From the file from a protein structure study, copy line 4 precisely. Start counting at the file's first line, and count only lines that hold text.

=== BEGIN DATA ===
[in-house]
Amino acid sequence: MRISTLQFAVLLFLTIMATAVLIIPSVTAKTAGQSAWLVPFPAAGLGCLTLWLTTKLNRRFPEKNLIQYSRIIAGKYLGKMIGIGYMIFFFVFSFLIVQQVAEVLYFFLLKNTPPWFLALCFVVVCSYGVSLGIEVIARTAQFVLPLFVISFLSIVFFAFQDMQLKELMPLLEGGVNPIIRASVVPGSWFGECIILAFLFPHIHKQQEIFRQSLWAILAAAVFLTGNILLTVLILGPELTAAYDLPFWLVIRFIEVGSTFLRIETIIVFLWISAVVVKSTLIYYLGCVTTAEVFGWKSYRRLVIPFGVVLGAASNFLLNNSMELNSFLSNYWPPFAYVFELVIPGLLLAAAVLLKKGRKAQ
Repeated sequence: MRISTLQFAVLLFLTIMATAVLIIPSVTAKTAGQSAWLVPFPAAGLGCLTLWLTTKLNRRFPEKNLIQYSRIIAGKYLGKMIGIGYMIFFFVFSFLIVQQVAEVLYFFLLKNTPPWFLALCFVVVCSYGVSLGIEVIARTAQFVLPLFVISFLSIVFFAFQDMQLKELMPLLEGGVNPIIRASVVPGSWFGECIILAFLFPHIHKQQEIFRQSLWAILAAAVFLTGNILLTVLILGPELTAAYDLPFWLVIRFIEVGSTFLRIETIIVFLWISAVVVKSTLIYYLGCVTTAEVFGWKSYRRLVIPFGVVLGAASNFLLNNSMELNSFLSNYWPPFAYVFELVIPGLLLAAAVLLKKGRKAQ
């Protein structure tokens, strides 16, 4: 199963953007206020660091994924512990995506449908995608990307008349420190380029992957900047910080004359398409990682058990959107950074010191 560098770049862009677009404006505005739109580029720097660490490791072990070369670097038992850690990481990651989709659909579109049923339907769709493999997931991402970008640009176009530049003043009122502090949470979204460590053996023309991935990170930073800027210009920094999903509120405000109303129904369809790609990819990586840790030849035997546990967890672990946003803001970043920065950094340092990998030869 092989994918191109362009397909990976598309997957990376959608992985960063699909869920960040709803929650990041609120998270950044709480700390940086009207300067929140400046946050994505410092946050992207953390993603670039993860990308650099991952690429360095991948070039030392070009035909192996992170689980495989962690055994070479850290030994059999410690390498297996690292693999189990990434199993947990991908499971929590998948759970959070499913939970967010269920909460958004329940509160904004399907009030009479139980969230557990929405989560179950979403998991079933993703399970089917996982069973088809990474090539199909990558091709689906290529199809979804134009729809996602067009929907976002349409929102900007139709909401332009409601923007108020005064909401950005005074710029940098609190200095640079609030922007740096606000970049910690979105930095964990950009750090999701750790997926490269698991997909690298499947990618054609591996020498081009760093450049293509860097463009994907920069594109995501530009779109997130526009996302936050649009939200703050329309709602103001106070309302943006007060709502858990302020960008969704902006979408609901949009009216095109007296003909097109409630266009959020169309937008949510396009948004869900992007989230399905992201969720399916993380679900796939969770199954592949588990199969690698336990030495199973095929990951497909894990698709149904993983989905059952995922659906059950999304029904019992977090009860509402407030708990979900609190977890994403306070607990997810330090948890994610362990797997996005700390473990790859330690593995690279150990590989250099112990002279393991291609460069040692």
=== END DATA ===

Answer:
């Protein structure tokens, strides 16, 4: 199963953007206020660091994924512990995506449908995608990307008349420190380029992957900047910080004359398409990682058990959107950074010191 560098770049862009677009404006505005739109580029720097660490490791072990070369670097038992850690990481990651989709659909579109049923339907769709493999997931991402970008640009176009530049003043009122502090949470979204460590053996023309991935990170930073800027210009920094999903509120405000109303129904369809790609990819990586840790030849035997546990967890672990946003803001970043920065950094340092990998030869 092989994918191109362009397909990976598309997957990376959608992985960063699909869920960040709803929650990041609120998270950044709480700390940086009207300067929140400046946050994505410092946050992207953390993603670039993860990308650099991952690429360095991948070039030392070009035909192996992170689980495989962690055994070479850290030994059999410690390498297996690292693999189990990434199993947990991908499971929590998948759970959070499913939970967010269920909460958004329940509160904004399907009030009479139980969230557990929405989560179950979403998991079933993703399970089917996982069973088809990474090539199909990558091709689906290529199809979804134009729809996602067009929907976002349409929102900007139709909401332009409601923007108020005064909401950005005074710029940098609190200095640079609030922007740096606000970049910690979105930095964990950009750090999701750790997926490269698991997909690298499947990618054609591996020498081009760093450049293509860097463009994907920069594109995501530009779109997130526009996302936050649009939200703050329309709602103001106070309302943006007060709502858990302020960008969704902006979408609901949009009216095109007296003909097109409630266009959020169309937008949510396009948004869900992007989230399905992201969720399916993380679900796939969770199954592949588990199969690698336990030495199973095929990951497909894990698709149904993983989905059952995922659906059950999304029904019992977090009860509402407030708990979900609190977890994403306070607990997810330090948890994610362990797997996005700390473990790859330690593995690279150990590989250099112990002279393991291609460069040692």